Athlete’s foot can be a significant source of discomfort, frustration, and embarrassment. This common fungal infection leaves an itchy, scaly red rash that usually starts between the toes and often spreads to the tops or bottoms of the feet. Itchiness is often worst right after taking off your socks and shoes.
Severe cases of athlete’s foot can even create blisters, cracks, and ulcers, which are dangerous for patients with diabetes or otherwise compromised circulatory, nerve, or immune health.
Athlete’s foot can usually be treated at home. However, if your condition persists despite treatment, or if you are at increased risk of health complications, you should see us for further examination and treatment.
What Causes Athlete’s Foot?
Athlete’s foot is a skin infection caused by a group of fungi known as dermatophytes. The same fungi can also infect other areas of the body and cause related conditions, including ringworm, jock itch, and fungal toenails. Dermatophytes get their nutrition from keratin, a fibrous protein that is abundant in human skin, hair, and nails.
The fungi thrive in warm, humid conditions and spread through contact with contaminated surfaces or infected people. Common methods of transmission include:
- Not changing socks fast enough when they get damp
- Wearing shoes that are too small or are not well ventilated
- Walking barefoot in public areas, especially where the fungus thrives (locker rooms, pools, saunas, etc.)
- Sharing towels, linens, mats, etc. with others
- Having another fungal infection (e.g., the fungi that cause fungal toenails or ringworm can spread to the feet and cause athlete’s foot)
How Can I Treat Athlete’s Foot?
Most cases of athlete’s foot can be cured using over-the-counter topical antifungal medications, such as terbinafine, clotrimazole, tolnaftate, or others. These medications may come in the form of ointments, sprays, or powders; we recommend the use of a cream or ointment, as the sprays and powders are the least effective form of treatment.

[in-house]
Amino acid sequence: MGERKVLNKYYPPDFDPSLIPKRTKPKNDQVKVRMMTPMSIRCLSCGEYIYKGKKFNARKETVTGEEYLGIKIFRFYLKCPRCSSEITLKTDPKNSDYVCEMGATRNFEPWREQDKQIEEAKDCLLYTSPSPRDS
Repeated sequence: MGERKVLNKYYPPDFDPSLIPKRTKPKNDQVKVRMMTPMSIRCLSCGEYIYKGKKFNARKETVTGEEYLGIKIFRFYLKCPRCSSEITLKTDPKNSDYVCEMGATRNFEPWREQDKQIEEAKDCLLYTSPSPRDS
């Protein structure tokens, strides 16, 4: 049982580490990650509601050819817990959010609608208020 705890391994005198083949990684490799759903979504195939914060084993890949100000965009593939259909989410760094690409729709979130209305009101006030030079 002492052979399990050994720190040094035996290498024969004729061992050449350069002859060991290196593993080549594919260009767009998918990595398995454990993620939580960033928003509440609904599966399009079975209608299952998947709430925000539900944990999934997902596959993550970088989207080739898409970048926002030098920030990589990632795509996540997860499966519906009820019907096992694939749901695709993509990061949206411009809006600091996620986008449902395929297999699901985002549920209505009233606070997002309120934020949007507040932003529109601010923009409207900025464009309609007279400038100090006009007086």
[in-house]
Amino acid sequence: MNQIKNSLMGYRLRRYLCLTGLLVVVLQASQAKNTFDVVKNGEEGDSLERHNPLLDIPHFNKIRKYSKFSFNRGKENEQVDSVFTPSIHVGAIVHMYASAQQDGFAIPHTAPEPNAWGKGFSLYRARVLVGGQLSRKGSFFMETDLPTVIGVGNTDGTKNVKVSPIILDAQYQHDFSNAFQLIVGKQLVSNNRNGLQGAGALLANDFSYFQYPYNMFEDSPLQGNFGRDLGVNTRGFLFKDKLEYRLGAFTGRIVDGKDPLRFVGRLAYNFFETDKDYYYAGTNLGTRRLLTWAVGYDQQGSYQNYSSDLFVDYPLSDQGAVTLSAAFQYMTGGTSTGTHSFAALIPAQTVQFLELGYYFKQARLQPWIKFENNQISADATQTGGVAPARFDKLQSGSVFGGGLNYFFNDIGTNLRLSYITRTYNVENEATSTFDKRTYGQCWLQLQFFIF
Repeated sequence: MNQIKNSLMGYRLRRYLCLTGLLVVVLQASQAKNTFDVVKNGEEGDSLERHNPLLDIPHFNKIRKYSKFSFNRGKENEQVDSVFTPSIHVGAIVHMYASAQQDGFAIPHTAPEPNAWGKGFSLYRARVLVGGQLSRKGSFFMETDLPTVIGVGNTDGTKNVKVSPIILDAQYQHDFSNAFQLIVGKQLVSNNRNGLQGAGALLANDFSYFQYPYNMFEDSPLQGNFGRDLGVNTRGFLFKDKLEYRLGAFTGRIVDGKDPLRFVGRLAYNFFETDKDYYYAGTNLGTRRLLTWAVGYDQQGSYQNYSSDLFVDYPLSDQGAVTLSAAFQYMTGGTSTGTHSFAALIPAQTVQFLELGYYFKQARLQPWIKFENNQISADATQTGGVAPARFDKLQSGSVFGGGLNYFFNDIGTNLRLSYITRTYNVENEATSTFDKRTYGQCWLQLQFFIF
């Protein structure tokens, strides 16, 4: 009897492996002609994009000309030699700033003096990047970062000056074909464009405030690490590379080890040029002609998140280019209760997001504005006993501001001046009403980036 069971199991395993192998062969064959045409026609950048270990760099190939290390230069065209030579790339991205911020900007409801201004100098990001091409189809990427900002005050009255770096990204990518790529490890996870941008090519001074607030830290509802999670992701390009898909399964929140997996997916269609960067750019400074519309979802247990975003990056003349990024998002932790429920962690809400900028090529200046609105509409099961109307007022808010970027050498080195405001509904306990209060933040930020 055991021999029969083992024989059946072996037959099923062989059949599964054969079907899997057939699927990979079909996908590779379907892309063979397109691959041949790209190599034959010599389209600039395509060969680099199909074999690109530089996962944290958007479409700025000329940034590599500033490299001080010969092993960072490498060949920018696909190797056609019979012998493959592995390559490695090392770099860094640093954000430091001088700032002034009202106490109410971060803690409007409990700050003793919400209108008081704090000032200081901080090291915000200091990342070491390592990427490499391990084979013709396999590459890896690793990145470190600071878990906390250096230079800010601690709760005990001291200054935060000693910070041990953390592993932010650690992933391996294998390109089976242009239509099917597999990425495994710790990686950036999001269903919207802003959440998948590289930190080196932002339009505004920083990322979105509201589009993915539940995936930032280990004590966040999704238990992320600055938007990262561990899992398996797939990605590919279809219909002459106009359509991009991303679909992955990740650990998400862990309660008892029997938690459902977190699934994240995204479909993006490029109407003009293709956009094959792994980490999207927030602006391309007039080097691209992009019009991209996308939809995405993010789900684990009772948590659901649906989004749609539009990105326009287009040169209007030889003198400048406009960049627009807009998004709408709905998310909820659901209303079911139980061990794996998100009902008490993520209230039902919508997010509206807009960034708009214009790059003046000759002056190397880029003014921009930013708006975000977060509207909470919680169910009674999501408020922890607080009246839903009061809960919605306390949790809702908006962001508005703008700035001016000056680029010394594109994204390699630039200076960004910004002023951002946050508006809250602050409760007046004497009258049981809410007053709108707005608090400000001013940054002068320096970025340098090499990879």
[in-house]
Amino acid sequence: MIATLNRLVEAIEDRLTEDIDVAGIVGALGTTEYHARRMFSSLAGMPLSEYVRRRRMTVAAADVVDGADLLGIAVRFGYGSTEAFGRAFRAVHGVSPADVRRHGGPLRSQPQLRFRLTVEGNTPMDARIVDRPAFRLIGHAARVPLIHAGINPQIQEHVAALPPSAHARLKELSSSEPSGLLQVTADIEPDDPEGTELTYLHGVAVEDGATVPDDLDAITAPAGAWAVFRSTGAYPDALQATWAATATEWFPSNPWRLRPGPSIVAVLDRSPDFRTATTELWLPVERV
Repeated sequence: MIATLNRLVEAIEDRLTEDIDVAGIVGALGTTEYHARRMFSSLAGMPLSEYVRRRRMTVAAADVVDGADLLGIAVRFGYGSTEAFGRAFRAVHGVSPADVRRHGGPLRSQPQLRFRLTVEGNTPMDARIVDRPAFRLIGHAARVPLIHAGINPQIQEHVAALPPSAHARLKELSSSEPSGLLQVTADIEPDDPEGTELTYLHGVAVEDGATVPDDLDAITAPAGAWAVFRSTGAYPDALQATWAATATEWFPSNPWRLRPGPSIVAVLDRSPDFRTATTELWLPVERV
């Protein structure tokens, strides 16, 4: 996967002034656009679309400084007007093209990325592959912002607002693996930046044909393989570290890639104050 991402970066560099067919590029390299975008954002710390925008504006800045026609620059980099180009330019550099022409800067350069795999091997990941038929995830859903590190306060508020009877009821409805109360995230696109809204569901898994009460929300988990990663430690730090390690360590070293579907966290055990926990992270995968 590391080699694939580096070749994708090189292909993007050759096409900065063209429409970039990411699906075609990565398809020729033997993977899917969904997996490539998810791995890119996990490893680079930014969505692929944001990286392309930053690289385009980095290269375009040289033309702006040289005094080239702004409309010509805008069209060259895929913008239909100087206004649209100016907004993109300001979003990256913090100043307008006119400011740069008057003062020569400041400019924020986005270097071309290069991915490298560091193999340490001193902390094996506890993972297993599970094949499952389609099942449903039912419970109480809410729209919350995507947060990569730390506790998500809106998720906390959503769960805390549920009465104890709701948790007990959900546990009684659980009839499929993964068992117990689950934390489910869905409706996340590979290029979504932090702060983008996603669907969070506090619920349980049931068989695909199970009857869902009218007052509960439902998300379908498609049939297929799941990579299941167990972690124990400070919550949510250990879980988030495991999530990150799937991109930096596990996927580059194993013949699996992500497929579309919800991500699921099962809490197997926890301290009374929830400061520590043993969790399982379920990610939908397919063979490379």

Make sure you read the instructions carefully and complete the full recommended treatment course on the packaging, even if symptoms subside earlier than indicated. There could still be fungi living on your skin, and you want to give yourself the best chance of eradicating them completely.
Athlete's foot infections can easily transmit the fungus to the toenails, which is much more difficult to treat. After the treatment course is completed, prevent the return of infection by maintaining good foot hygiene and avoiding risky behaviors, such as walking barefoot in public or wearing sweaty shoes or socks. You may wish to treat your shoes with antifungal powder daily as a precaution. Once you have an athlete's foot infection, you are always susceptible to recurrence.
What Do I Do If Home Care Doesn’t Work?
In rare cases, athlete’s foot resists over-the-counter treatments. If home care isn’t working, or if your athlete’s foot is severe and causing blisters, ulcers, or pain, you should make an appointment with the Northwest Extremity Specialists. There are several other skin conditions that look or act like athlete's foot, and proper diagnosis is important.
Stubborn cases of athlete’s foot may require prescription-strength antifungal medications. These are often topicals but may include oral medications as well. It is also possible that your problem isn’t athlete’s foot at all, but a different condition that presents similar symptoms. Our examination will confirm the root cause of the problem and indicate an effective treatment solution.
To schedule your appointment, simply contact one of our offices close to your home or place of employment. We have several convenient Portland-area locations to serve you.